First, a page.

Binary Extispicy, Hepatoscopy

In the latest AJph (Fall 2008, Vol. 129 #3) is an article on Greek Hepatoscopy, by Derek Collins, author of Magic in the Ancient Greek World. Hepatoscopy is a division of extispicy. Extispicy is the study of animal entrails, and hepatoscopy focuses solely on the liver. Collins says that extispicy was important in the Mesopotamian area and spread from there to the Hittites and on to the Greeks, except for some information on how to read livers that skipped the Greeks, going instead to the Lydians and onto the Etruscans (whence it is relevant to the ongoing T. Cornell book chat). Livy mentions in 27.37.6 that Romans recruited haruspices from Etruria because they were better trained. Collins says that extispicy was second only to the Delphhic oracle in importance to the greeks and was, indeed used prior to consulation. He also says that Prometheus gave the art of dicination to mankind according to Prometheus Bound and that it is therefore ironic that Zeus punished him with a bird of prey eating his ever-regenerating liver. So much was an interesting review with some new highlights on ancient divination.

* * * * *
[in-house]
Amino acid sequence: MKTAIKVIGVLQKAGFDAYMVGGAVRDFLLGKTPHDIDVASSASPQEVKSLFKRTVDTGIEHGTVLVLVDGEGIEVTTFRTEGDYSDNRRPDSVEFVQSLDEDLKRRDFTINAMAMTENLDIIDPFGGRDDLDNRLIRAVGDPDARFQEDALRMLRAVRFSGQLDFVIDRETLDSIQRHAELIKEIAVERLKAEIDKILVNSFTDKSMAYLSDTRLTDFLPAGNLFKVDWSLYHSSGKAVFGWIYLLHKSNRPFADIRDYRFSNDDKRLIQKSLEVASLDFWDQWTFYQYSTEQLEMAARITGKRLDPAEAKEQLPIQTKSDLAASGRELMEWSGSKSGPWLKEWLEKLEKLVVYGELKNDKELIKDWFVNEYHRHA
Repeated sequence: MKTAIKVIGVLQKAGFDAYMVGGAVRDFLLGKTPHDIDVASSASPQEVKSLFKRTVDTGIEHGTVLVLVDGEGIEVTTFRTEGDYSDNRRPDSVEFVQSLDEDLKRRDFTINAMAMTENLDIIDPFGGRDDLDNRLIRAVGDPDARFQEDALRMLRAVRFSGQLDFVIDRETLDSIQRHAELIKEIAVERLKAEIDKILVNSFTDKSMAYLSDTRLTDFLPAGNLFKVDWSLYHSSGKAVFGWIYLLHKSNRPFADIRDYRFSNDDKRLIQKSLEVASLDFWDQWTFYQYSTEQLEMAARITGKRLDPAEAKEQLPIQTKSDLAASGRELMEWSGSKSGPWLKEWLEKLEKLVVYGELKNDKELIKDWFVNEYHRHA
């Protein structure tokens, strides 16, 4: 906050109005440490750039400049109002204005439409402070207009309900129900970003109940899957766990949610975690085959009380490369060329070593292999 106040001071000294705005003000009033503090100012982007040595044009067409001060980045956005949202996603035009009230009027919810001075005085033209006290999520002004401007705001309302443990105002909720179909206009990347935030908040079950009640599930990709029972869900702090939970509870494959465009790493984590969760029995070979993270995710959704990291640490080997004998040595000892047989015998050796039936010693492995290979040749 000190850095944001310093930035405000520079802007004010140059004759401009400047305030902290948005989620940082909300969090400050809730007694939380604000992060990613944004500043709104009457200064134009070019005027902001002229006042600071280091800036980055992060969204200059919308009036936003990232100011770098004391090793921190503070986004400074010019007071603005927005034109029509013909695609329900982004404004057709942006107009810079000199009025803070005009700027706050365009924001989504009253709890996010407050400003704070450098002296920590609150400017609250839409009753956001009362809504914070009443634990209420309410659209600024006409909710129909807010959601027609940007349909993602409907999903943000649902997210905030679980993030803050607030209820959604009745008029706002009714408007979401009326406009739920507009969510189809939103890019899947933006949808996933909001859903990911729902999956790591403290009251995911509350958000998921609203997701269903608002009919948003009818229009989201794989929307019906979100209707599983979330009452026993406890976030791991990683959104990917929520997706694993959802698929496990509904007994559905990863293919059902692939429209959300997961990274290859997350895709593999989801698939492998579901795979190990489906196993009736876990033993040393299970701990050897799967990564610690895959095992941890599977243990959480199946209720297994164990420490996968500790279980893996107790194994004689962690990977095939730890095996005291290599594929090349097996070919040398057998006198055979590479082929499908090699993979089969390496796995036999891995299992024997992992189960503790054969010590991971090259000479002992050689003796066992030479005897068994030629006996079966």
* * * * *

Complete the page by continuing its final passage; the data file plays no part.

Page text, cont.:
What bothered me was the idea that the yes/no answers garnered from a study of a liver should be referred to as “binary”. Yes, it is binary in a sense, but to use such a computer-age bit of jargon seems forced, as does the evidence for it, which to my reading comes only from modern anthropological studies. The data and anecdotes about the ancient world were great. I wish he’d left it at that.



  1. A question is asked and the answer is either yes or no, hence binary. There might be a black ball and a white ball to stand for the two possible answers. Ex.”Oh great prophet, are we headed for global depression?”


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